‘Seduced’: the man who understood Hollywood sex & money

bautzerAt one point in the F. Scott Fitzgerald novel about Hollywood, “The Last Tycoon,” the producer’s daughter, Celia Brady, says, “Not half a dozen men have ever been able to keep the whole equation of pictures in their heads.”

She is talking about the genius mogul Monroe Stahr (modeled on MGM production chief Irving Thalberg), but one of those other “half a dozen men” might have been the powerful and sexually charged lawyer Greg Bautzer.

Bautzer was legendary as the lover of a “Who’s Who” of Golden Age stars, ranging from Lana Turner to Joan Crawford to Ginger Rogers to Jane Wyman. And on and on.

The man was equally seductive in his legal work, gaining the trust and highly remunerative fees of such studio heads as Joseph Schenck, Darryl Zanuck, and Charles Bludhorn, and countless stars, including Robert Mitchum, Laurence Olivier, Sophia Loren and Natalie Wood.

Hollywood lawyer James Gladstone — executive VP of business and legal affairs for Lionsgate Entertainment — tells Bautzer’s personal and public stories in a highly readable new biography, “The Man Who Seduced Hollywood,” just published by Chicago Review Press.

As an insider himself, Gladstone understands the achievement of Bautzer as a lawyer who snagged one of the greatest Hollywood figures of all time, industrialist turned moviemaker bautzer1Howard Hughes. It was that “get,” in particular, that made other powerful men want to be part of Bautzer’s client list.

The book takes us through one of the lawyer’s highest profile cases, the divorce of Ingrid Bergman from Petter Lindstrom so that she could legalize her adulterous relationship with the Italian director Roberto Rossellini.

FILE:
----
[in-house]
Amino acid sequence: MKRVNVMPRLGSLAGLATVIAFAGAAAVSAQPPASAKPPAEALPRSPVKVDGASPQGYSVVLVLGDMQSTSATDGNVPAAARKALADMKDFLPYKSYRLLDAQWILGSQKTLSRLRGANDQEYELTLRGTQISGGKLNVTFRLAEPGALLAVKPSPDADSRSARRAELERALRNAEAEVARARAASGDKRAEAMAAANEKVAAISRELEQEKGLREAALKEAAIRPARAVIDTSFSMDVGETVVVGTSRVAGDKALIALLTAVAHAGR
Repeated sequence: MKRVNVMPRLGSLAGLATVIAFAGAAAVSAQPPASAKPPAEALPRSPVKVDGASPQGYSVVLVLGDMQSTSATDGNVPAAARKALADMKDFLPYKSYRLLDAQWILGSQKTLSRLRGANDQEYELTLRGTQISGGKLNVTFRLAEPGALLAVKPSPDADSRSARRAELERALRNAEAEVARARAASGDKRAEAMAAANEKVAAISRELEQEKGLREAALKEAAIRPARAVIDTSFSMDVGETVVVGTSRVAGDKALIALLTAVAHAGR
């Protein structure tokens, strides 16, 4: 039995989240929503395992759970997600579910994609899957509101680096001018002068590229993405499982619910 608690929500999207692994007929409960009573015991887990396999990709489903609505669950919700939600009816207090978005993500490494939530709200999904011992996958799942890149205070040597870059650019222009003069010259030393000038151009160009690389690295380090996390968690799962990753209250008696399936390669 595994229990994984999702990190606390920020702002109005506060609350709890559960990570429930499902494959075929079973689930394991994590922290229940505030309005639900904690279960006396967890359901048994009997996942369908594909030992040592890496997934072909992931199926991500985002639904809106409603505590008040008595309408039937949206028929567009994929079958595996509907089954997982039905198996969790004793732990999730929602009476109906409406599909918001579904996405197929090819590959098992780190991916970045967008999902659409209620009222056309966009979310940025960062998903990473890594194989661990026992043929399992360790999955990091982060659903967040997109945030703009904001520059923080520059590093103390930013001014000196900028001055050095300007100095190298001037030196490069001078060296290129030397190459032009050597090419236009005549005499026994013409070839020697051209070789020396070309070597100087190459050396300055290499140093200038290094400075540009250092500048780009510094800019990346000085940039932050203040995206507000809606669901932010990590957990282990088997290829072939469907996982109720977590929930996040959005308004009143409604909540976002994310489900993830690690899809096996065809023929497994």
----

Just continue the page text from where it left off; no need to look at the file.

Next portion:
Bergman was a much admired figure in Hollywood, both for her unbroken string of box office hits and her down-to-earth good looks (she had a “natural” make-up free style that was revolutionary for Hollywood in the 1940s).

The affair and pregnancy turned her into a scandalous figure — denounced on the floor of Congress and virtually banned from Hollywood for the better part of a decade — and kept Bautzer’s name in the papers for weeks.

Gladstone interviewed the child at the center of the case — Bergman and Lindstrom’s daughter Pia — and gives us a fresh view of this often written about scandal.

“The Man Who Seduced Hollywood” deals with the links between the legitimate businessmen of Hollywood and the shady underworld figures like Bugsy Siegel and Sam Giancana who made their way to the center of the action. The glamour of gangsters in Hollywood is amusingly illustrated in the story of producer and studio head Robert Evans, who preferred telling people that he got his Paramount job through his friendship with a mob-conneccted lawyer rather than Bautzer suggesting to Charles Bludhorn that he take a chance on the young go-getter.

Gladstone covers Bautzer’s incredibly active sex life without ever becoming tawdry. The endless supply of star girlfriends was awesome but the book leaves what went on in those boudoirs to our imagination. Apparently, Bautzer had such a charismatic personality that his exes remained friends with him for decades afterward.

A major source for the book was the late actress Dana Wynter (the lovely star of the original “Invasion of the Body Snatchers” who died two years ago) who was the third of Bautzer’s four wives. Although she gave Gladstone a full accounting of the problems she had with Bautzer she also remained close to him until he died in 1987.

“The Man Who Seduced Hollywood” is the rare movie industry tome that combines juicy gossip with a look at the real business machinations of the dream factories in their prime.